• Rayhan PromisedGallery

        yeah, he already did.
        The games just sadly got ignored by people because of bad gameplay and outdated graphics

  • DawnWolf

    Haven’t played the Drakenguard games (though I did play Nier), but if there is one thing that will sell a game to me it’s emotional depth. Leaving a scar on me is a clear sign of that… I will be watching this closely.

  • I’ll put down my Sadism for a while for a good scaring lol.

    Also want a localization for Drakengard 3 please :3

  • Hraesvelgr

    Reading the bit about him saying that he thinks games are articles of taste rather than stuff you just push out for the masses makes me love this guy. It’s really kind of ironic that he works at Square Enix with an attitude like that, though.

    • Derek

      Uh? Their manga publishing subsidiary “Gangan” is pretty damn hardcore, I mean HBO levels of hardcore. I read the first chapter of the manga of Drakengard and it has a softcore rape scene following a murder of both the raped and the rapists.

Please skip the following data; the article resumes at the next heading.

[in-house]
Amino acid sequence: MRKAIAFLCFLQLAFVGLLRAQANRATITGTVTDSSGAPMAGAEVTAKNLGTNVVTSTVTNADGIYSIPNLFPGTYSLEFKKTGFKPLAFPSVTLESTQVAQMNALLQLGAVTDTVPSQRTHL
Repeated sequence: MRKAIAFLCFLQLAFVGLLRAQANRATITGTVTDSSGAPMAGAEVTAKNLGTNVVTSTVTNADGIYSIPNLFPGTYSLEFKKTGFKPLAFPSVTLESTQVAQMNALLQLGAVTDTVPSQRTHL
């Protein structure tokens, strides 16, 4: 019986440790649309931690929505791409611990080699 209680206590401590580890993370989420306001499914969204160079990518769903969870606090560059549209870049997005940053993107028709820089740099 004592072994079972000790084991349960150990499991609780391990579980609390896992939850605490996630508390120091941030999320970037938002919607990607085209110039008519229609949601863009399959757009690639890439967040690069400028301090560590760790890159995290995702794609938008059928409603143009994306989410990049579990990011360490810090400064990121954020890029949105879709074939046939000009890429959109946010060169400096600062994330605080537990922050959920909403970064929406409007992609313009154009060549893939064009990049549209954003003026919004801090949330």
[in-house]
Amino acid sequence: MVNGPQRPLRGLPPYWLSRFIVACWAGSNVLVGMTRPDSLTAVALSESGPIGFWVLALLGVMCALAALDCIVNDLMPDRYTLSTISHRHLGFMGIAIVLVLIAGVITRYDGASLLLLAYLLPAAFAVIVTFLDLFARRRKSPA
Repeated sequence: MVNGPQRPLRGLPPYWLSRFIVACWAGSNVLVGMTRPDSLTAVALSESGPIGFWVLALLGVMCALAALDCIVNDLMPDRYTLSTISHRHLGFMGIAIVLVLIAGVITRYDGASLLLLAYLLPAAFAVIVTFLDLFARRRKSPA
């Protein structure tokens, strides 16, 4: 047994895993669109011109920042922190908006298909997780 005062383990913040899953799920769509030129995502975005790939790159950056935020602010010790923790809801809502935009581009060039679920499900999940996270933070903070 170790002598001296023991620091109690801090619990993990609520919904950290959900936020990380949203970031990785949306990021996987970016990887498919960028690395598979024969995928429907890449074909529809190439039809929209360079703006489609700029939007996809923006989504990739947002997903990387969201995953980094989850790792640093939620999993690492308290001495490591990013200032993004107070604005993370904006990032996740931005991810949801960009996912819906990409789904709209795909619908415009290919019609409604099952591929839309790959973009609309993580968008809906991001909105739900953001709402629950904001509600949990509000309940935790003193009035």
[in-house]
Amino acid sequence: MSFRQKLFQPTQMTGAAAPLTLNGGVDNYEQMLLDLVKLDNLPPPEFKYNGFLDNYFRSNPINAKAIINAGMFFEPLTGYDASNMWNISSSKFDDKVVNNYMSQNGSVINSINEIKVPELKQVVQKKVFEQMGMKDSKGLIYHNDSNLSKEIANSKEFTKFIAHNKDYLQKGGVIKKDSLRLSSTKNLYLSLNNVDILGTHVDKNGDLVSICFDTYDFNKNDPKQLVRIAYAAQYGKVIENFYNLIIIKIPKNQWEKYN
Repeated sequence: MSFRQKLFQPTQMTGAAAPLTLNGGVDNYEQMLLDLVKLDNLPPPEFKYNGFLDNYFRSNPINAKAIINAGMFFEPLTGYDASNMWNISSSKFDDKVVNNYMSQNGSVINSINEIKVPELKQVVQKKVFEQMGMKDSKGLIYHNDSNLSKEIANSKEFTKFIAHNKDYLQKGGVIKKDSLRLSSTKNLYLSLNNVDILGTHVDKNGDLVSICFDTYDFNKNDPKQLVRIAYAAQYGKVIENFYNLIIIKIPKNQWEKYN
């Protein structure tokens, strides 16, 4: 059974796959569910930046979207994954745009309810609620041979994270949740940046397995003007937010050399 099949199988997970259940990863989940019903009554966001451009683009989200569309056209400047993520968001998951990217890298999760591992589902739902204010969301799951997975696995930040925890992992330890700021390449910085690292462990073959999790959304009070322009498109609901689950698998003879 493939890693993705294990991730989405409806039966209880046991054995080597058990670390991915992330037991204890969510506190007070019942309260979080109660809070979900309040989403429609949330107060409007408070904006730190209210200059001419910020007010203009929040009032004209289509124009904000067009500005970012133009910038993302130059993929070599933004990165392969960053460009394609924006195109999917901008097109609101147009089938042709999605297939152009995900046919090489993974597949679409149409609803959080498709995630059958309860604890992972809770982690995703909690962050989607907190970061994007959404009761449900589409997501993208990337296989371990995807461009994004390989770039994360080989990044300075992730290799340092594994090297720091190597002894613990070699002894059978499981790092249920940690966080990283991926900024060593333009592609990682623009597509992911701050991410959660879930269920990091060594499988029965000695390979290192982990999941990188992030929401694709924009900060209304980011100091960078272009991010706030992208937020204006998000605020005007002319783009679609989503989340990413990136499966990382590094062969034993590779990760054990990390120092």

• Solomon_Kano

    Jumping on Drakengard 3 was a good start to that goal.

  • wiileeyum

    Please be Cry-On.

  • MrJechgo

    Huh… isn’t it already done? Because the Drakengard games were rather dark, unnerving and dealing with touchy subjects, like insanity, demonic pacts, child abuse, incest and other behaviors of this kind yet to be aborted.